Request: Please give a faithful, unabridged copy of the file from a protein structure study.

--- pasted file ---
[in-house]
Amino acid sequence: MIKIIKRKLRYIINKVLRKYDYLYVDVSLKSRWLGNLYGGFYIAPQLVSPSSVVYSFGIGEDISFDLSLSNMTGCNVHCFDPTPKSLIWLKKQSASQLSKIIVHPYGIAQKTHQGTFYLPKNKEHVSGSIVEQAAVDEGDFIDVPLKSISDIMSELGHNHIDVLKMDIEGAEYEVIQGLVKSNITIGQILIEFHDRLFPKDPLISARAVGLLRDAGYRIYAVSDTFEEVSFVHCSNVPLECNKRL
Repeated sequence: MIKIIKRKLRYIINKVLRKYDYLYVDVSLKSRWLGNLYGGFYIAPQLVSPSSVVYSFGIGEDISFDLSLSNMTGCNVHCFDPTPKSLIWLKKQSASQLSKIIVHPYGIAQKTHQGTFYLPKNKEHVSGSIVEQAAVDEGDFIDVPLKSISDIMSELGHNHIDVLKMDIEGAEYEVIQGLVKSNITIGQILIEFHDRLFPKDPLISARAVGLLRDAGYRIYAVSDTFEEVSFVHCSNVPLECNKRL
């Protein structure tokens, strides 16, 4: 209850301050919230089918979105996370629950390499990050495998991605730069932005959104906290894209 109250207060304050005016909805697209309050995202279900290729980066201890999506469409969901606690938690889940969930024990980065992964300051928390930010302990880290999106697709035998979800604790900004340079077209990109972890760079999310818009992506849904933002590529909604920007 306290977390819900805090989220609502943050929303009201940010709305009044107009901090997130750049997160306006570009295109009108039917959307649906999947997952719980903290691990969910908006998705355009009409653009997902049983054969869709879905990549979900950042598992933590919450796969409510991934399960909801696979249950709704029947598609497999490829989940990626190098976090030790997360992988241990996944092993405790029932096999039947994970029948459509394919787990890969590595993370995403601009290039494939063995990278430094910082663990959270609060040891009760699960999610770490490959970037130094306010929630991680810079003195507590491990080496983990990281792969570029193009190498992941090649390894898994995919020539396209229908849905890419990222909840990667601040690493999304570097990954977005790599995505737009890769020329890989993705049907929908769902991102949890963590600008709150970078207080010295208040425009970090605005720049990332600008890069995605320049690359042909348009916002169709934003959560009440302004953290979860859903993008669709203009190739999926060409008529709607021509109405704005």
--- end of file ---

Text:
[in-house]
Amino acid sequence: MIKIIKRKLRYIINKVLRKYDYLYVDVSLKSRWLGNLYGGFYIAPQLVSPSSVVYSFGIGEDISFDLSLSNMTGCNVHCFDPTPKSLIWLKKQSASQLSKIIVHPYGIAQKTHQGTFYLPKNKEHVSGSIVEQAAVDEGDFIDVPLKSISDIMSELGHNHIDVLKMDIEGAEYEVIQGLVKSNITIGQILIEFHDRLFPKDPLISARAVGLLRDAGYRIYAVSDTFEEVSFVHCSNVPLECNKRL
Repeated sequence: MIKIIKRKLRYIINKVLRKYDYLYVDVSLKSRWLGNLYGGFYIAPQLVSPSSVVYSFGIGEDISFDLSLSNMTGCNVHCFDPTPKSLIWLKKQSASQLSKIIVHPYGIAQKTHQGTFYLPKNKEHVSGSIVEQAAVDEGDFIDVPLKSISDIMSELGHNHIDVLKMDIEGAEYEVIQGLVKSNITIGQILIEFHDRLFPKDPLISARAVGLLRDAGYRIYAVSDTFEEVSFVHCSNVPLECNKRL
């Protein structure tokens, strides 16, 4: 209850301050919230089918979105996370629950390499990050495998991605730069932005959104906290894209 109250207060304050005016909805697209309050995202279900290729980066201890999506469409969901606690938690889940969930024990980065992964300051928390930010302990880290999106697709035998979800604790900004340079077209990109972890760079999310818009992506849904933002590529909604920007 306290977390819900805090989220609502943050929303009201940010709305009044107009901090997130750049997160306006570009295109009108039917959307649906999947997952719980903290691990969910908006998705355009009409653009997902049983054969869709879905990549979900950042598992933590919450796969409510991934399960909801696979249950709704029947598609497999490829989940990626190098976090030790997360992988241990996944092993405790029932096999039947994970029948459509394919787990890969590595993370995403601009290039494939063995990278430094910082663990959270609060040891009760699960999610770490490959970037130094306010929630991680810079003195507590491990080496983990990281792969570029193009190498992941090649390894898994995919020539396209229908849905890419990222909840990667601040690493999304570097990954977005790599995505737009890769020329890989993705049907929908769902991102949890963590600008709150970078207080010295208040425009970090605005720049990332600008890069995605320049690359042909348009916002169709934003959560009440302004953290979860859903993008669709203009190739999926060409008529709607021509109405704005």